The Talpiot Tomb Jumps the Tropical Fish

The Talpiot Tomb Jumps the Tropical Fish March 21, 2012

Here’s the latest round-up on the Talpiot tomb discussion in the blogosphere.

The title of this post comes from a post by Bob Cargill which responds to the suggestion that the “fish” on one of the Talpiot ossuaries is inspired by a tropical fish. It includes this image which treats the logic of that claim facetiously but effectively.

Tom Verenna’s reference to “leaps in logic” is presumably a funny allusion to the phrase “jumping the shark.” Jim West mixes metaphors to drive a stake through the nail through the heart of the coffin ossuary.

James Tabor posted an example of fish imagery on an ossuary, as well as information about the technical side of exploring a tomb of this sort via camera. He also shared his latest thoughts on the James ossuary.

Steve Caruso notes that some photos used in publicity about the Talpiot tomb have dates in their metadata that don’t mesh with the purported timeline of the investigation.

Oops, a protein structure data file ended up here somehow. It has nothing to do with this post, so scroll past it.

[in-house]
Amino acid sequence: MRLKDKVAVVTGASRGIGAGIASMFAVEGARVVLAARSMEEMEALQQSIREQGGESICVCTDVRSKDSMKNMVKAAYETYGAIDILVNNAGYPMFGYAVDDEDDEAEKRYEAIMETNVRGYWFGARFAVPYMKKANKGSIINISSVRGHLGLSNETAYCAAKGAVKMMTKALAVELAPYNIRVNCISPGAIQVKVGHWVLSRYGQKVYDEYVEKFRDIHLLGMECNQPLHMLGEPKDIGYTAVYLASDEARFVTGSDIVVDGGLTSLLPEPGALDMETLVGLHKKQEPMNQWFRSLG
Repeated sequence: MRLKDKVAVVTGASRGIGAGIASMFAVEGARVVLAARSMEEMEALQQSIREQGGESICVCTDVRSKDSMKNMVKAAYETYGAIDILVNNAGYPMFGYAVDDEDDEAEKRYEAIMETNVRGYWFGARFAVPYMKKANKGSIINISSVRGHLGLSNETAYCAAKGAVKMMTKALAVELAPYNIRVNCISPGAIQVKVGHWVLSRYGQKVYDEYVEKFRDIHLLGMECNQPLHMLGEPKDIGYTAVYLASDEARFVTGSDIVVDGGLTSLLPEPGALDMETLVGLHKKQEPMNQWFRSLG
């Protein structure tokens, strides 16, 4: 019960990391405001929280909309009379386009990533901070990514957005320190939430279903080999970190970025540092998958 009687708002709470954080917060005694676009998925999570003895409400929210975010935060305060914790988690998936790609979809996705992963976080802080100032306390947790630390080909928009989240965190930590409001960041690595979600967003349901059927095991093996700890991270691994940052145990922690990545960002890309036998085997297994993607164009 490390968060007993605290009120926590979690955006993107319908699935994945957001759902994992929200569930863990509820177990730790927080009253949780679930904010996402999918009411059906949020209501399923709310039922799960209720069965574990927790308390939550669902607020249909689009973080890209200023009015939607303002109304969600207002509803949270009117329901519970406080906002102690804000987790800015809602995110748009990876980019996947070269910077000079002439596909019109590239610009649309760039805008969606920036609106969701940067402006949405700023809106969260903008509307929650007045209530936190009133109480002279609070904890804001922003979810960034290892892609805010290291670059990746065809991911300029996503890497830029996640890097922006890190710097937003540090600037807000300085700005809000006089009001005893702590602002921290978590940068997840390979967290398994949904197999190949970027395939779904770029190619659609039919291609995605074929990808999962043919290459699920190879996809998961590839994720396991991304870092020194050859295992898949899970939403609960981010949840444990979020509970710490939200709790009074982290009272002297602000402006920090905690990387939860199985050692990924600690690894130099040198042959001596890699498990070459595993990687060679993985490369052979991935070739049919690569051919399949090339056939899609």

This photo from 2008 provides perhaps the closest parallel yet.

Christopher Rollston discusses the Aramaic term Mara which featured prominently in the discussion a few years ago regarding Talpiot tomb A. He also offered a post about ancient belief in the resurrection, and a summary and restatement on the four-lined inscription.

Gregory Snyder responds to Rollston’s reading of the inscription mentioned above.

Mike Heiser also blogged about the aforementioned inscription and the discussion pertaining to it.

Mark Goodacre posted on which ossuary is which, and updated with photos.

Jim West gave an award for the dumbest headline about the James ossuary forgery trial.

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